On Jan 13, 1942, the XR-4 made its first flight. It was the world’s first production helicopter, the first helicopter designed specifically for the military, and the only US helicopter to see action in World War II. Sikorsky company pilot C. L. “Les” Morris flew the prototype 761 miles from the Stratford, Conn., factory to Wright Field, Ohio. Since the helicopter had a cruise speed of 70 miles per hour, the trip took five days and 16 flights. Igor Sikorsky was the passenger on the last hop from Springfield, Ohio, to Wright Field.
Orville Wright was present when the U.S Army Air Corps formally accepted the XR-4 on May 30, 1942. Three YR-4As and 27 YR-4Bs were ordered in 1943. These were sent to Burma (six), Alaska, Wright Field (six), and other places and other services (three in all to the Navy and designated HNS) to test the aircraft in various conditions. The first landing on a ship came on May 6, 1943, when USAAF Capt. H. Franklin Gregory touched down on the stern of the tanker SS Bunker Hill riding at anchor in Long Island Sound. The YR-4A was powered by a Warner seven-cylinder radial engine developing 180 hp at cruise and 190 hp at takeoff. Even with the increased horsepower, the helicopter could barely lift two crewmembers and a full load of fuel on hot days at high density altitudes. The R-4 had a maximum gross weight of 2540 pounds, maximum speed of 81 mph, range of 230 miles and a ceiling of 8000′.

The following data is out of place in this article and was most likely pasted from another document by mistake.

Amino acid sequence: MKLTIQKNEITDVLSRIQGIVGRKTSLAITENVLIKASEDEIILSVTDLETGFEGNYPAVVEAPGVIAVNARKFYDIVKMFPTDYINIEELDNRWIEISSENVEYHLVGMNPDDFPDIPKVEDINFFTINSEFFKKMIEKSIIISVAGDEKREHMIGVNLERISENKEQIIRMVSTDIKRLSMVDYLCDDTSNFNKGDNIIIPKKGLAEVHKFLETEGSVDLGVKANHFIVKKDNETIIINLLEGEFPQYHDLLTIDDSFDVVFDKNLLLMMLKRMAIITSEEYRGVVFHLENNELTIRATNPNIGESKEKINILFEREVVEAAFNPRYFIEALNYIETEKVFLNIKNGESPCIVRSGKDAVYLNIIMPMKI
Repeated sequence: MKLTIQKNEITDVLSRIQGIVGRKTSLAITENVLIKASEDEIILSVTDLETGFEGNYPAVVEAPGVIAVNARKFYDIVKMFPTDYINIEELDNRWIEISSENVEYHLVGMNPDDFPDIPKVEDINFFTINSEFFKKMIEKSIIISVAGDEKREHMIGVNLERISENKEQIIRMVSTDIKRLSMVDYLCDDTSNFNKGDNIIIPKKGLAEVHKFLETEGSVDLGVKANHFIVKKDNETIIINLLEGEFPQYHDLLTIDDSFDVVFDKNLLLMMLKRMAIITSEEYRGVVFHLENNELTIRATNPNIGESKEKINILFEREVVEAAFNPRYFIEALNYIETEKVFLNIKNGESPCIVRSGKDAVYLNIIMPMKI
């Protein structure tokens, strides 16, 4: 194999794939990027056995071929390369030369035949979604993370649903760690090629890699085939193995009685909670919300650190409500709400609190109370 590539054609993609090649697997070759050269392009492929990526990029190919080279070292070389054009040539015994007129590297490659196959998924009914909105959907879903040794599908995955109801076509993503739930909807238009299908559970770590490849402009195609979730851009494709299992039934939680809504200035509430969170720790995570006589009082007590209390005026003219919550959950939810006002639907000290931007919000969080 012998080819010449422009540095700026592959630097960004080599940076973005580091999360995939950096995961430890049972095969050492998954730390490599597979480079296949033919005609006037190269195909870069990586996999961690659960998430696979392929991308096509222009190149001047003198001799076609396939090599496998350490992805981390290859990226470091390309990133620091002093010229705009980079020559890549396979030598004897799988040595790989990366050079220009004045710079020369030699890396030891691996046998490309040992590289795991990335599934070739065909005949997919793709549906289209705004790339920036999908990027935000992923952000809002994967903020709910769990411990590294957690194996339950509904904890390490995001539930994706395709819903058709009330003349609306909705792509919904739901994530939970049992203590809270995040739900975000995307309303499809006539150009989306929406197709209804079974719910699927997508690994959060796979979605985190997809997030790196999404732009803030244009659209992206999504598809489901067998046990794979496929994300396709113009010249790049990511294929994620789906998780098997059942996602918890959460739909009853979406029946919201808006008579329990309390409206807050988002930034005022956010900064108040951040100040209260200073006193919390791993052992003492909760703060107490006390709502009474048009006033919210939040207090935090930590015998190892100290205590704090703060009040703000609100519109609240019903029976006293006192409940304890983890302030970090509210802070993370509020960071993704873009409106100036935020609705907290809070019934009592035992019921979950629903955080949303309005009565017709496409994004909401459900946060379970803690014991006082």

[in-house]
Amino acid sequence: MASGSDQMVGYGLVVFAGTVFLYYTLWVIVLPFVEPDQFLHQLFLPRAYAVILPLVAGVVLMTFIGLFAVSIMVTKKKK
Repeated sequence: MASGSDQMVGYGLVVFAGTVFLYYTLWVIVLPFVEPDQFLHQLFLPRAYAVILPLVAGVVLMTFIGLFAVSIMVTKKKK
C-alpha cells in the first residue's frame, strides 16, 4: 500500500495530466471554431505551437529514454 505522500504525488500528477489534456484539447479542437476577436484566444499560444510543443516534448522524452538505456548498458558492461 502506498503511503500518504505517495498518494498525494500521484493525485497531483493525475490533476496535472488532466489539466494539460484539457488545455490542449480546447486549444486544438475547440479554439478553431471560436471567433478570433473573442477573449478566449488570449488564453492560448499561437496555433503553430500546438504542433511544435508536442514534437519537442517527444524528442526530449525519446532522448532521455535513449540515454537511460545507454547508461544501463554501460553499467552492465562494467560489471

The first combat rescue came on April 25 – 26, 1944, when AAF 2nd Lt. Carter Harman and his YR-4B lifted a downed L-1 pilot and the three injured British soldiers out of the jungle in Burma. Col. Philip Cochran, commander of the 1st Air Commando Group, later wrote, “Today, the ‘egg-beater’ went into action and the damn thing acted like it had good sense.”
One hundred R-4B’s were ordered, and the type was used by the AAF, US Navy and Coast Guard (as HNS-1s), and the British Royal Navy. Later, the R-4s were used for helicopter training. Some were in use as late as 1948.